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Complexity. When you've got lots of detail to deal with in a scene, it gets very tricky trying to compose something that works. The natural inclinations are two: (1) back out to reveal everything; and (2) zoom in and isolate one thing. This scene is obviously neither. There's certainly much more to this Yellowstone geological feature than you see here (obviously so, as it spills off every edge of the frame). There's also compelling detail in this scene. Hard to tell at this size, but at the very tip of the stick at the left is a very interesting dragonfly. Yes, I took both those other shots, but they don't work for me as well as this one does, because I couldn't find a story in them. When confronted with complex scenes, I try to find a story, even if that story is a mystery.
Love the texture, Thom. Nice to see u on here too!
Thom, love the photo, but what is it? It reminds me of the springs creating the calcified hills of Pammukale, Turkey. But amidst the deposits there, you don't see trees spared/breaking through. Can you elaborate on the shot?
It's a formation between the Lower and Upper Terraces of Mammoth Hot Springs in Yellowstone. What you can't see in this version is that there is a clear layer of water running down this calcification.
So glad to see you posting here Thom! Keep up the amazing work!
The branches going out of the frame at the upper right bother me, but I love the texture. Amazing how much Mammoth changes over time; in October 2009 the formations were covered in water, but in June of 2011 almost everything was dry.
Yes, very mysterious and I am trying to understand the dragonfly part of the mystery. It feels somewhat like I am looking back in time..
The textures are amazing. It also looks like those waterfall/river long exposures shots, but then, it's not. I think however that at this scale, the little insect may be irrelevant. The overall mystery is much more powerful here.
Beautiful shot... reminds me of flowing hair :)
A photograph to pique curiosity. When printed, I bet the stories (compelling detail) will drag you right in to the image. Nice.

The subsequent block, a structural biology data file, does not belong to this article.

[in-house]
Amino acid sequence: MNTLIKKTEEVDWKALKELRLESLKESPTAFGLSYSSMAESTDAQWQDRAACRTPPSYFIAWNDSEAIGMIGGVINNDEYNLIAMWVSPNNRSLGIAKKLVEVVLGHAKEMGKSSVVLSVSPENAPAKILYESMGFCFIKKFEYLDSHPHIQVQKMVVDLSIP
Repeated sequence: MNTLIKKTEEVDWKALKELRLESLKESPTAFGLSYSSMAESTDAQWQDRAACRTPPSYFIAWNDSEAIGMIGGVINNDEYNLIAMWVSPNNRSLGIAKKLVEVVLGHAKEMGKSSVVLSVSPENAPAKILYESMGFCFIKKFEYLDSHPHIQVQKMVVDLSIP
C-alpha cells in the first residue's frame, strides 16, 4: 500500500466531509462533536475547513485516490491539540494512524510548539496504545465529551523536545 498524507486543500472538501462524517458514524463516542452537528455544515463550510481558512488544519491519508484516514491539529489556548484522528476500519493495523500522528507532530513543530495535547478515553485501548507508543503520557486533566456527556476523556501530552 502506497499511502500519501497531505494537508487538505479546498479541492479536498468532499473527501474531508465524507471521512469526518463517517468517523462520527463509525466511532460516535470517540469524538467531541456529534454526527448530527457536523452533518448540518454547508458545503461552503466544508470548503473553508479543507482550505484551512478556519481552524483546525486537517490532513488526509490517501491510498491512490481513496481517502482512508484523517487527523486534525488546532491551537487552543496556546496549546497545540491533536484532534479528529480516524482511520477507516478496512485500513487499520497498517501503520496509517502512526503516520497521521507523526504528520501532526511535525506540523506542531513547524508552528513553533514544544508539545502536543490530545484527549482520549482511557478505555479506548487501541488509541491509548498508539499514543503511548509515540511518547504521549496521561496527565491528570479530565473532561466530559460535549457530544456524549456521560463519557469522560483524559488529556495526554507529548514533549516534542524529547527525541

Very interesting photo, very different, makes me want to visit Yellowstone and thanks for sharing your analysis of the work.
Good afternoon. Very strange feelings for me when looking at your photo. Is it soft or hard, is it mineral, vegetal or something else ? Did the brown sponge came rapidly and incorporate the existing trees or, at the opposite, did the plants grow slowly in the holes of the sponge ? Lots of questions : photo that instigates curiosity.
Lots of complexity but lots of order (and relationships) I think as well (reminds me a bit of that Hawaii photo a few years back in OP that Franz Lanting took in the sense of there is order amidst all of the complexity.
One of my first thoughts on this photo was I like the patterns, but I don't like the composition. I've been in visual situations like that SO many times and failed to come up with a solution nearly every time. The few successes I've had were usually a deeper intimacy with my subject matter. Only after entering into an internal conversation with the landscape does the solution come. Whether its right then and I find a different creative state of mind or I come back at some other point and the revelation comes, its a creative problem that I usually solve through better understanding or further familiarity or intimacy with my subject...
What a crazy shot. Can't even tell what's going on at a distance. I don't know if I like it, and the composition feels uncomfortable to me, but the sheer bizarre look makes it at least interesting if not 'pleasant'. It makes me want to back out and see just what the heck I'm looking at.